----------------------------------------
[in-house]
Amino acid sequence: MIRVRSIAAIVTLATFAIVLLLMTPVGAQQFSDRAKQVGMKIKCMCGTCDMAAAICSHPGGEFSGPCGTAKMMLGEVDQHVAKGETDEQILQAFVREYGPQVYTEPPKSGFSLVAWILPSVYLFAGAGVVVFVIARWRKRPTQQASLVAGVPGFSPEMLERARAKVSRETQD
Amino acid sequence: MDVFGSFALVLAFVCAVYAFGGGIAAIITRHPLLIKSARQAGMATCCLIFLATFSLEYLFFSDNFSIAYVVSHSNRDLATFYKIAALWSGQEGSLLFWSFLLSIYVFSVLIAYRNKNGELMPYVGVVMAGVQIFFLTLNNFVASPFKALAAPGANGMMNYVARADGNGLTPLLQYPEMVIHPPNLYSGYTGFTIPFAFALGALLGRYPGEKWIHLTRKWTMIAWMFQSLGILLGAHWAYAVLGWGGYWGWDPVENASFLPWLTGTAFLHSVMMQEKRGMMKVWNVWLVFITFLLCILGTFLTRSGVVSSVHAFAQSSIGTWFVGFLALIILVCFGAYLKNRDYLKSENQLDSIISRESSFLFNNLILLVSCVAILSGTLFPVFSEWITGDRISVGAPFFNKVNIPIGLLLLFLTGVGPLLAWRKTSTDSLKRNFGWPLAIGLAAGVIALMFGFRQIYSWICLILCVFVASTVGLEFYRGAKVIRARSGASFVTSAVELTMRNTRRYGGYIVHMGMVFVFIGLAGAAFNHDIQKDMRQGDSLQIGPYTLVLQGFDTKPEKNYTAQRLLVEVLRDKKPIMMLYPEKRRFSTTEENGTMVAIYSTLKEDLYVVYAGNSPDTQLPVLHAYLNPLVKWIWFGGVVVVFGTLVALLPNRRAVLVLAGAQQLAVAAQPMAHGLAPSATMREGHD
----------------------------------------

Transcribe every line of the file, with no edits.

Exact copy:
[in-house]
Amino acid sequence: MIRVRSIAAIVTLATFAIVLLLMTPVGAQQFSDRAKQVGMKIKCMCGTCDMAAAICSHPGGEFSGPCGTAKMMLGEVDQHVAKGETDEQILQAFVREYGPQVYTEPPKSGFSLVAWILPSVYLFAGAGVVVFVIARWRKRPTQQASLVAGVPGFSPEMLERARAKVSRETQD
Amino acid sequence: MDVFGSFALVLAFVCAVYAFGGGIAAIITRHPLLIKSARQAGMATCCLIFLATFSLEYLFFSDNFSIAYVVSHSNRDLATFYKIAALWSGQEGSLLFWSFLLSIYVFSVLIAYRNKNGELMPYVGVVMAGVQIFFLTLNNFVASPFKALAAPGANGMMNYVARADGNGLTPLLQYPEMVIHPPNLYSGYTGFTIPFAFALGALLGRYPGEKWIHLTRKWTMIAWMFQSLGILLGAHWAYAVLGWGGYWGWDPVENASFLPWLTGTAFLHSVMMQEKRGMMKVWNVWLVFITFLLCILGTFLTRSGVVSSVHAFAQSSIGTWFVGFLALIILVCFGAYLKNRDYLKSENQLDSIISRESSFLFNNLILLVSCVAILSGTLFPVFSEWITGDRISVGAPFFNKVNIPIGLLLLFLTGVGPLLAWRKTSTDSLKRNFGWPLAIGLAAGVIALMFGFRQIYSWICLILCVFVASTVGLEFYRGAKVIRARSGASFVTSAVELTMRNTRRYGGYIVHMGMVFVFIGLAGAAFNHDIQKDMRQGDSLQIGPYTLVLQGFDTKPEKNYTAQRLLVEVLRDKKPIMMLYPEKRRFSTTEENGTMVAIYSTLKEDLYVVYAGNSPDTQLPVLHAYLNPLVKWIWFGGVVVVFGTLVALLPNRRAVLVLAGAQQLAVAAQPMAHGLAPSATMREGHD